Salem was founded in 1766 by the Moravians–a Protestant church that began in what is now known as the Czech Republic. The Moravians were missionaries who established an earlier settlement in Bethlehem, PA before beginning “Wachovia” in the North Carolina backcountry in 1753. In the Wachovia Tract of nearly 100,000 acres, Salem was the central administrative, spiritual, craft, and professional town surrounded by five outlying congregations.

The Moravian Church and Salem residents kept meticulous records and accounts of their lives, their interactions, their buildings and landscapes, and their evolution into the town of Winston-Salem. These records, diaries, documents, and accounts provide accurate details to tell the stories of those living and working in Salem during its long history. (In addition to Old Salem’s own collections and research library, two additional sources of materials are the Moravian Archives in Winston-Salem and Bethlehem.)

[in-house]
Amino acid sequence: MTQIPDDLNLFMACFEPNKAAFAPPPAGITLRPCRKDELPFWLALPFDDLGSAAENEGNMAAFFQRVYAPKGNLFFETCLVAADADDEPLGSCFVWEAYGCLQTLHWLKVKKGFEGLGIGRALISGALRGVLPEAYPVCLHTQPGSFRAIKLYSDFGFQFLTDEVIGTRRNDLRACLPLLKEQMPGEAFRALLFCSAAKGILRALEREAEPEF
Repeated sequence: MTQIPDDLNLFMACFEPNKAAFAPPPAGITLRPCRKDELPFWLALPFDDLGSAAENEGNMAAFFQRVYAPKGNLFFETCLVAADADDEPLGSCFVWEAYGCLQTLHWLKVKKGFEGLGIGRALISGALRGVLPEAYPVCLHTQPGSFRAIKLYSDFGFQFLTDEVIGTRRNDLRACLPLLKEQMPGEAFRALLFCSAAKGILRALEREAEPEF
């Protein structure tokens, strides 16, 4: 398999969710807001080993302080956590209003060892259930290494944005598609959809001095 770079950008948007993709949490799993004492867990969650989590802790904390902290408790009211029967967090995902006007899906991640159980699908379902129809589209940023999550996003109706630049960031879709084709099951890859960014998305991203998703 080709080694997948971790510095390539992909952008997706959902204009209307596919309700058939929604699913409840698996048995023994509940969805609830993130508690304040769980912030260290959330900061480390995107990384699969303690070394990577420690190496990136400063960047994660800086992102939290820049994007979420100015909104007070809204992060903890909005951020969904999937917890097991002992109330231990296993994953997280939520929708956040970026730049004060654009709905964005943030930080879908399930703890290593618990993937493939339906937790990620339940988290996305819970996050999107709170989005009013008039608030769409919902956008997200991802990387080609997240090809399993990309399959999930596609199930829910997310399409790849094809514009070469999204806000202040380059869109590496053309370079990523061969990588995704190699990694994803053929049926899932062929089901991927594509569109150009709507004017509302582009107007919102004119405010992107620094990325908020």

Salem residents were also well respected for their architecture and attention to detail. The architecture and landscape of Salem are still quite accurate, as about three-quarters of the Historic Town buildings are original structures.

Salem was also known as a trades town because of the town’s production of essential goods like tools, ceramics, furniture, metals, and food. Today, costumed trades staff demonstrate life in the 1700s and 1800s by producing the same items using traditional eighteenth and nineteenth century practices.

From the tavern keeper to the doctor, the gunsmith to the boys’ schoolteacher, every person in Salem played a vital role. Today, visitors can interact with costumed staff members through engaging conversation and by participating in hands-on activities. Activities throughout the year include intricate paper cutting (called scherenschnitte), pottery, sewing, writing with quill pens, fireplace cooking, painting, and much more.